Faculty Summaries
Glenn F Rall, PhD
Glenn F Rall, PhD
  • Leader, Inflammation Working Group
  • Co-Leader, Immune Cell Development and Host Defense
Office Phone: 215-728-3617
Lab Phone: 215-728-3677
Fax: 215-728-2412
Office: R493
  • Measles Virus Trafficking In, and Spread Among, Neurons of the NS

    Central nervous system diseases that develop following acute measles virus (MV) infections, such as subacute sclerosing panencephalitis, are characterized by a lack of extracellular virus, despite abundant viral RNA. Similarly, using transgenic mice in which the MV receptor CD46 is targeted to CNS neurons, we have previously shown that MV challenge results in inter-neuronal spread with negligible extracellular virus. Furthermore, neuron-to-neuron spread of MV through the CNS in this mouse model occurs without syncytia formation, the typical mode of MV transmission in nonneuronal cells. Our work on the spread of MV in NSE-CD46 transgenic mice and in primary neurons explanted from these mice suggests that MV spreads trans-synaptically by a mechanism independent of the interaction of the hemagglutinin protein (H) with CD46. Studies addressing the role of the fusion protein (F) in mediating trans-synaptic spread showed that fusion inhibitory peptide (FIP) and Substance P inhibited MV trans-synaptic spread. Additional work revealed that CD46-expressing mice lacking the receptor for Substance P, neurokinin-1, as well as CD46-expressing mice treated with aprepitant, a pharmacological inhibitor of neurokinin-1, were resistant to MV infection in vivo. These studies underscored a role for the MV fusion protein in mediating trans-synaptic spread. Current research is centered on determining the downstream consequences of the interaction of MV-F with neurokinin-1. Preliminary data indicates that survival pathways, characterized by activated p42/p44 MAPK (ERK), are activated by MV following addition to primary hippocampal neurons, similar to that seen following addition of the natural neurokinin-1 ligand Substance P (SP) to primary hippocampal neurons. This research will continue to provide insight into how MV accomplishes trans-neuronal spread, a process that we know to be unique and distinct from the “classical” spread of MV through non-neuronal cells.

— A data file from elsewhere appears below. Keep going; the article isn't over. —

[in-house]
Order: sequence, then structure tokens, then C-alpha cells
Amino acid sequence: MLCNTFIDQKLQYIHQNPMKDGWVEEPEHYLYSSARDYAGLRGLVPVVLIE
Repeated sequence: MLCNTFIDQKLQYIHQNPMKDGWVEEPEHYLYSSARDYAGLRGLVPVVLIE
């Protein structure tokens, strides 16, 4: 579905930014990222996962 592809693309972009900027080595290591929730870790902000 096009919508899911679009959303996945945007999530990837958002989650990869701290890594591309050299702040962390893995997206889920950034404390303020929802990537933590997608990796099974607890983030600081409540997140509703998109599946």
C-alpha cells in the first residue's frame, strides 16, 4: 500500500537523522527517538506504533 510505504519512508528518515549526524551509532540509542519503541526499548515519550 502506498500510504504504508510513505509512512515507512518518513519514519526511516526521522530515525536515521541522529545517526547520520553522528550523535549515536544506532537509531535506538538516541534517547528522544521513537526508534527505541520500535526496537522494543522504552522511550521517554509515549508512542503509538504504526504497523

• Mechanisms of Cytokine-Mediated Viral Clearance from Neurons

    In order to examine interactions between virally-infected CNS neurons and the immune system, our laboratory uses a transgenic mouse model of neuron-restricted measles virus (MV) infection. These transgenic mice (NSE-CD46 mice) express CD46, a MV receptor, under the control of the neuron-specific enolase (NSE) promoter. Work from our laboratory demonstrated that adult NSE-CD46 mice successfully clear MV from the brain through a T-cell dependent mechanism involving interferon-gamma (IFNγ). Moreover, CD46+ hippocampal neurons explanted from NSE-CD46 embryos control MV infection when pretreated with IFNγ. However, when the activation of the canonical JAK-STAT1 pathway was examined in neurons, STAT1 expression and activation (phosphorylation) was severely diminished and delayed in comparison to fibroblast controls. This suggests that neurons may utilize alternative signaling mechanisms to cope with viral infection and IFNγ treatment. Thus, my first aim sought to determine the role of STAT1 in IFNγ signaling and viral control in primary neurons, and to define alternative pathways that are triggered by IFNγ in neurons.